I wanna elope, is all I'm saying.
 
Posted by Zoey (# 11152) on :
 
quote:
Originally posted by mark_in_manchester:
It took me until past 40 to read my folks the riot act.

This year I told my parents that I'm not doing X because I don't want their response of doing Y. They told me they had no intention of doing Y. Part of me wants to go all social-worker-y on them: if you can control your propensity to do Y, why have you been doing Y with damaging effects for over 30 years; if you haven't previously been able to control your actions in doing Y, what makes you think you'll be able to stop doing Y now? Of course I don't say this, because I know that the answer is that they can't control their propensity to doing Y and they will keep doing Y until they die. The only question really is whether I can set the boundaries to maintain some contact or whether eventually me refusing to do X and other similar scenarios will lead to out-and-out estrangement.
 
Posted by saysay (# 6645) on :
 
Estrangement's not so bad.

I communicate with my father and step-mother a couple of times a year and generally see them once a year. That's all I can take (it's been that way since I made the mistake of attempting to live with them full-time for a year as a teen).

Most of the people I've known who have cut off all contact with their parents who can't stop doing Y don't know what took them so long.
 
Posted by la vie en rouge (# 10688) on :
 
Dear difficult relative meddling on the behalf of even difficulter relative,

As previously discussed several times, we are not going to change our minds about X. Being a Christian witness does not mean enabling bad behaviour or giving into emotional blackmail, and we do not intend to build our family relationships on this basis.

Lots of love x


This email is actually being sent and that makes me, well I’m not sure happy is the right word, but at least we’re taking back control of the situation. Someone’s going to be unhappy about it, but I think the need for elopement is going to be avoided.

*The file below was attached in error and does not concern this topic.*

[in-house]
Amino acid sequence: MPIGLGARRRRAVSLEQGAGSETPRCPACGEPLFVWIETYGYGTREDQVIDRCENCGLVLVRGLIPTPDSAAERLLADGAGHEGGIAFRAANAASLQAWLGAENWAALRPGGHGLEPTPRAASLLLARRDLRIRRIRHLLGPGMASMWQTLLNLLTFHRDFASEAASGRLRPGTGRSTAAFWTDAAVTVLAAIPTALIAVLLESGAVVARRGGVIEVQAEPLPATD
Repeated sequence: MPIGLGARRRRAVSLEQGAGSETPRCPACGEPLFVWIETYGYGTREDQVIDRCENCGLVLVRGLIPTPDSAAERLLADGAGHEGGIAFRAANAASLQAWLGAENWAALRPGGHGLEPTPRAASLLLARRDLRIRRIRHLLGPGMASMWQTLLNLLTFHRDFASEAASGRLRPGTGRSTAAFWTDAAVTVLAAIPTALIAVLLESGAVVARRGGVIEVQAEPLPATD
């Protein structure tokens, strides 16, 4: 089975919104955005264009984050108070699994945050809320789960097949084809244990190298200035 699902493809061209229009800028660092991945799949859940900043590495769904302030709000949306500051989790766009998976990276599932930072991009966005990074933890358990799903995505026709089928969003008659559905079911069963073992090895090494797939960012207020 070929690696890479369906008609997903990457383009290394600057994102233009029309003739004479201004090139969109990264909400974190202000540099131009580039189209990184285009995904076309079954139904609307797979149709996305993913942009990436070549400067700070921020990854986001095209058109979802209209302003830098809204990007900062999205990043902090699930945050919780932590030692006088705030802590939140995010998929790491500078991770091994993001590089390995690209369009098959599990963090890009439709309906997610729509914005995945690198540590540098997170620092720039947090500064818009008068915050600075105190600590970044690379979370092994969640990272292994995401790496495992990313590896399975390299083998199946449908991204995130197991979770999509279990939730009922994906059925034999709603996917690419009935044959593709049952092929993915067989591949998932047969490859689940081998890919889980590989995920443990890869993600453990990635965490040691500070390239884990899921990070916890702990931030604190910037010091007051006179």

Posted by Tubbs (# 440) on :
 
quote:
Originally posted by la vie en rouge:
Dear difficult relative meddling on the behalf of even difficulter relative,

As previously discussed several times, we are not going to change our minds about X. Being a Christian witness does not mean enabling bad behaviour or giving into emotional blackmail, and we do not intend to build our family relationships on this basis.

Lots of love x


This email is actually being sent and that makes me, well I’m not sure happy is the right word, but at least we’re taking back control of the situation. Someone’s going to be unhappy about it, but I think the need for elopement is going to be avoided.

Good luck! Of course, you could just remind them that when they're telling you WWJD in the circumstances they're trying to manipulate you into giving them their own way, one of your options is overturning tables and chasing people with whips ... [Two face]

Tubbs

[ 04. December 2014, 12:58: Message edited by: Tubbs ]
 
Posted by Kelly Alves (# 2522) on :
 
Atta girl. Whatever the fallout, you called it out.
 
Posted by la vie en rouge (# 10688) on :
 
[Two face]